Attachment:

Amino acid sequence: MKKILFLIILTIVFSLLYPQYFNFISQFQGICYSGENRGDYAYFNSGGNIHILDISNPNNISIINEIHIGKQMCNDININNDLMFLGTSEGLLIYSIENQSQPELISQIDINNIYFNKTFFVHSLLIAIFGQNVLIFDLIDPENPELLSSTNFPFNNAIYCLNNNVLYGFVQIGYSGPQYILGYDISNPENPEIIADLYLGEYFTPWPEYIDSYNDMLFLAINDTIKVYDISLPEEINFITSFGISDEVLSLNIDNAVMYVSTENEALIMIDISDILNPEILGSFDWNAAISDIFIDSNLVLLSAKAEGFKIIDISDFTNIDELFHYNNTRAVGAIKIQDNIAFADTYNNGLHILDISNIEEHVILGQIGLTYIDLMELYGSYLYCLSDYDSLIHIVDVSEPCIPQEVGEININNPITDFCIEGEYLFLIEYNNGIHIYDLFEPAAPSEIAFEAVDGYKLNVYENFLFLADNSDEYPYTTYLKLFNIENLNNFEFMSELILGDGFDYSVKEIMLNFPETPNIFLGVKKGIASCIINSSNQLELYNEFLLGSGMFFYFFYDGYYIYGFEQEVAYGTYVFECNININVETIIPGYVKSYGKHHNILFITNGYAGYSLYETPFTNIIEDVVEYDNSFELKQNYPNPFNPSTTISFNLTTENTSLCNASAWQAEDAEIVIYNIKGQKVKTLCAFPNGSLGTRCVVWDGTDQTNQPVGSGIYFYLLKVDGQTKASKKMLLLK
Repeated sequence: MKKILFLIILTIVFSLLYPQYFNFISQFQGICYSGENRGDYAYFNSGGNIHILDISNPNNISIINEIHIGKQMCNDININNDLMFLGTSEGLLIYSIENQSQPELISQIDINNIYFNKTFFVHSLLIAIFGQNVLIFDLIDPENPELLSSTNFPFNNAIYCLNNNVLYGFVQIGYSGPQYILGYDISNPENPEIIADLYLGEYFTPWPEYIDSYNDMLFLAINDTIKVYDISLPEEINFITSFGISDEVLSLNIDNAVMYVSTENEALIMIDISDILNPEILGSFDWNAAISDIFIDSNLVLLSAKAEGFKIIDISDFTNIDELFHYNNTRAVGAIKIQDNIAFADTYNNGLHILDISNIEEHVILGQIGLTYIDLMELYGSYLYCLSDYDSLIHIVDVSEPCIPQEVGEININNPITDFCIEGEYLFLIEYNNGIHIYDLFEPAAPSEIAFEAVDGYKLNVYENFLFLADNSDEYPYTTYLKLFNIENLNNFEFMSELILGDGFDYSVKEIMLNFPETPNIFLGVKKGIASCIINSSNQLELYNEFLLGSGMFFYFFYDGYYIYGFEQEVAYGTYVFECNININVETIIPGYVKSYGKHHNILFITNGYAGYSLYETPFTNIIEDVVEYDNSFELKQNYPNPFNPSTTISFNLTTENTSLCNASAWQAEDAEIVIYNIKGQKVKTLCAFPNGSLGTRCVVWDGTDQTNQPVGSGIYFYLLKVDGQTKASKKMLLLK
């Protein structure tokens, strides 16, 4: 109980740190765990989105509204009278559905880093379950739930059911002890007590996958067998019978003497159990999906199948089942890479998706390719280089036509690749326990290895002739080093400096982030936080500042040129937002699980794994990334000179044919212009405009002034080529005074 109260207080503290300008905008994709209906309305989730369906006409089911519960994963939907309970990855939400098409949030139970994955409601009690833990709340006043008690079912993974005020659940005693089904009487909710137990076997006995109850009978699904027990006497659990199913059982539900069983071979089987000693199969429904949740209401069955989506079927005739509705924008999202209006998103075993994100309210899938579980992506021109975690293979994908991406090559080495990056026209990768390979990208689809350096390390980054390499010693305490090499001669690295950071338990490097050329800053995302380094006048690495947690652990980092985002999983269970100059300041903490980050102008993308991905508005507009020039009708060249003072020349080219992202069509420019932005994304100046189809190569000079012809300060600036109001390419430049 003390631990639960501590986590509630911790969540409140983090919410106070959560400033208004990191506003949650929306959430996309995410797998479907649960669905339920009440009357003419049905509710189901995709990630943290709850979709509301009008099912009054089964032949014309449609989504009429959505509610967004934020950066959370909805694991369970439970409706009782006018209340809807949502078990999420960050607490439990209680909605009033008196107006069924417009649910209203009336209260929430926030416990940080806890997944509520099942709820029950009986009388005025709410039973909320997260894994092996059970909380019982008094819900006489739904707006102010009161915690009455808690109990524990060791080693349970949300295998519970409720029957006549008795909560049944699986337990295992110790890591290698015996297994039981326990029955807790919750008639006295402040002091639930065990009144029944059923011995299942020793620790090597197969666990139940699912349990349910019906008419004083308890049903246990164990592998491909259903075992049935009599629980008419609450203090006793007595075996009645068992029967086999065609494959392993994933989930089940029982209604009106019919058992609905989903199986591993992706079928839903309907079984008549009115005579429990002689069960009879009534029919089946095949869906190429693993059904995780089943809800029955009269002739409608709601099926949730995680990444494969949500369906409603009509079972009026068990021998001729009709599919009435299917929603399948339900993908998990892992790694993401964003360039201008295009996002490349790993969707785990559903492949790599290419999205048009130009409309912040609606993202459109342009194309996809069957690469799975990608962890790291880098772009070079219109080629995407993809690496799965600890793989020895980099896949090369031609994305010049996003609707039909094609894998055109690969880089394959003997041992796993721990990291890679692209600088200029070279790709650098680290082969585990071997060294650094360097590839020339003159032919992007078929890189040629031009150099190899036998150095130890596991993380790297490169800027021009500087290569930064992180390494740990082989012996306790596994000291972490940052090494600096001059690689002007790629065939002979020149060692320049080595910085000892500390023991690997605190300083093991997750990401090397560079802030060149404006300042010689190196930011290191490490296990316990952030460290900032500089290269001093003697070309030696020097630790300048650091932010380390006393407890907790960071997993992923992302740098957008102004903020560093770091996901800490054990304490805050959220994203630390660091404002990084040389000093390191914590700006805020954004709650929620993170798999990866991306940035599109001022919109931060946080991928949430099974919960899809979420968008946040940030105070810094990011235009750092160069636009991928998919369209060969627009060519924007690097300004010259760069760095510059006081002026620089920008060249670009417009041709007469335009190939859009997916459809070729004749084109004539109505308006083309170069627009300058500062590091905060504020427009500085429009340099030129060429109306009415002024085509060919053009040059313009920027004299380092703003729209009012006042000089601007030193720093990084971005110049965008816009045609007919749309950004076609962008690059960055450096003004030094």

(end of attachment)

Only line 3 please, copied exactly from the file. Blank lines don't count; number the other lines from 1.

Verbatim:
């Protein structure tokens, strides 16, 4: 109980740190765990989105509204009278559905880093379950739930059911002890007590996958067998019978003497159990999906199948089942890479998706390719280089036509690749326990290895002739080093400096982030936080500042040129937002699980794994990334000179044919212009405009002034080529005074 109260207080503290300008905008994709209906309305989730369906006409089911519960994963939907309970990855939400098409949030139970994955409601009690833990709340006043008690079912993974005020659940005693089904009487909710137990076997006995109850009978699904027990006497659990199913059982539900069983071979089987000693199969429904949740209401069955989506079927005739509705924008999202209006998103075993994100309210899938579980992506021109975690293979994908991406090559080495990056026209990768390979990208689809350096390390980054390499010693305490090499001669690295950071338990490097050329800053995302380094006048690495947690652990980092985002999983269970100059300041903490980050102008993308991905508005507009020039009708060249003072020349080219992202069509420019932005994304100046189809190569000079012809300060600036109001390419430049 003390631990639960501590986590509630911790969540409140983090919410106070959560400033208004990191506003949650929306959430996309995410797998479907649960669905339920009440009357003419049905509710189901995709990630943290709850979709509301009008099912009054089964032949014309449609989504009429959505509610967004934020950066959370909805694991369970439970409706009782006018209340809807949502078990999420960050607490439990209680909605009033008196107006069924417009649910209203009336209260929430926030416990940080806890997944509520099942709820029950009986009388005025709410039973909320997260894994092996059970909380019982008094819900006489739904707006102010009161915690009455808690109990524990060791080693349970949300295998519970409720029957006549008795909560049944699986337990295992110790890591290698015996297994039981326990029955807790919750008639006295402040002091639930065990009144029944059923011995299942020793620790090597197969666990139940699912349990349910019906008419004083308890049903246990164990592998491909259903075992049935009599629980008419609450203090006793007595075996009645068992029967086999065609494959392993994933989930089940029982209604009106019919058992609905989903199986591993992706079928839903309907079984008549009115005579429990002689069960009879009534029919089946095949869906190429693993059904995780089943809800029955009269002739409608709601099926949730995680990444494969949500369906409603009509079972009026068990021998001729009709599919009435299917929603399948339900993908998990892992790694993401964003360039201008295009996002490349790993969707785990559903492949790599290419999205048009130009409309912040609606993202459109342009194309996809069957690469799975990608962890790291880098772009070079219109080629995407993809690496799965600890793989020895980099896949090369031609994305010049996003609707039909094609894998055109690969880089394959003997041992796993721990990291890679692209600088200029070279790709650098680290082969585990071997060294650094360097590839020339003159032919992007078929890189040629031009150099190899036998150095130890596991993380790297490169800027021009500087290569930064992180390494740990082989012996306790596994000291972490940052090494600096001059690689002007790629065939002979020149060692320049080595910085000892500390023991690997605190300083093991997750990401090397560079802030060149404006300042010689190196930011290191490490296990316990952030460290900032500089290269001093003697070309030696020097630790300048650091932010380390006393407890907790960071997993992923992302740098957008102004903020560093770091996901800490054990304490805050959220994203630390660091404002990084040389000093390191914590700006805020954004709650929620993170798999990866991306940035599109001022919109931060946080991928949430099974919960899809979420968008946040940030105070810094990011235009750092160069636009991928998919369209060969627009060519924007690097300004010259760069760095510059006081002026620089920008060249670009417009041709007469335009190939859009997916459809070729004749084109004539109505308006083309170069627009300058500062590091905060504020427009500085429009340099030129060429109306009415002024085509060919053009040059313009920027004299380092703003729209009012006042000089601007030193720093990084971005110049965008816009045609007919749309950004076609962008690059960055450096003004030094």